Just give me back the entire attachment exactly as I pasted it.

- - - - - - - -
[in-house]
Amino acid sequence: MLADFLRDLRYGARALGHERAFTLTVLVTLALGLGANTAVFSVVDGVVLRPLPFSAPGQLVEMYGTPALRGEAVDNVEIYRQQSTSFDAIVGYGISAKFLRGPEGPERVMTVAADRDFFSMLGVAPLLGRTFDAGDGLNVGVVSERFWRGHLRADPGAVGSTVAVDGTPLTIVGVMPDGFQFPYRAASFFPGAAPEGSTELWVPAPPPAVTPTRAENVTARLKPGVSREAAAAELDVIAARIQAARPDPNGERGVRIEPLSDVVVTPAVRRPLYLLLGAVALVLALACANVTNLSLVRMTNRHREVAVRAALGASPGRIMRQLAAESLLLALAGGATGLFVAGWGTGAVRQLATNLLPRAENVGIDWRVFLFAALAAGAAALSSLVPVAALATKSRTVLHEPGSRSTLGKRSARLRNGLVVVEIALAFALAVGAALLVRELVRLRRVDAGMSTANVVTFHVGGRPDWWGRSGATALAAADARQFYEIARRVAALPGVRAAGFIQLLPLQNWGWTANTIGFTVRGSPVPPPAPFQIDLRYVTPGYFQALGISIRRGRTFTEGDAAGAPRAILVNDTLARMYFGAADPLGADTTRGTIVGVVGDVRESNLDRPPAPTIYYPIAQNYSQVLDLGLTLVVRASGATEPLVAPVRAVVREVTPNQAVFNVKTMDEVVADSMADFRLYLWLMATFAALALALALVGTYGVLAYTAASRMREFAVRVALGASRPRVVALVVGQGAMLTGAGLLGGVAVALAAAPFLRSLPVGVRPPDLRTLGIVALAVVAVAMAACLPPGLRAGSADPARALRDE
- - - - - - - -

[in-house]
Amino acid sequence: MLADFLRDLRYGARALGHERAFTLTVLVTLALGLGANTAVFSVVDGVVLRPLPFSAPGQLVEMYGTPALRGEAVDNVEIYRQQSTSFDAIVGYGISAKFLRGPEGPERVMTVAADRDFFSMLGVAPLLGRTFDAGDGLNVGVVSERFWRGHLRADPGAVGSTVAVDGTPLTIVGVMPDGFQFPYRAASFFPGAAPEGSTELWVPAPPPAVTPTRAENVTARLKPGVSREAAAAELDVIAARIQAARPDPNGERGVRIEPLSDVVVTPAVRRPLYLLLGAVALVLALACANVTNLSLVRMTNRHREVAVRAALGASPGRIMRQLAAESLLLALAGGATGLFVAGWGTGAVRQLATNLLPRAENVGIDWRVFLFAALAAGAAALSSLVPVAALATKSRTVLHEPGSRSTLGKRSARLRNGLVVVEIALAFALAVGAALLVRELVRLRRVDAGMSTANVVTFHVGGRPDWWGRSGATALAAADARQFYEIARRVAALPGVRAAGFIQLLPLQNWGWTANTIGFTVRGSPVPPPAPFQIDLRYVTPGYFQALGISIRRGRTFTEGDAAGAPRAILVNDTLARMYFGAADPLGADTTRGTIVGVVGDVRESNLDRPPAPTIYYPIAQNYSQVLDLGLTLVVRASGATEPLVAPVRAVVREVTPNQAVFNVKTMDEVVADSMADFRLYLWLMATFAALALALALVGTYGVLAYTAASRMREFAVRVALGASRPRVVALVVGQGAMLTGAGLLGGVAVALAAAPFLRSLPVGVRPPDLRTLGIVALAVVAVAMAACLPPGLRAGSADPARALRDE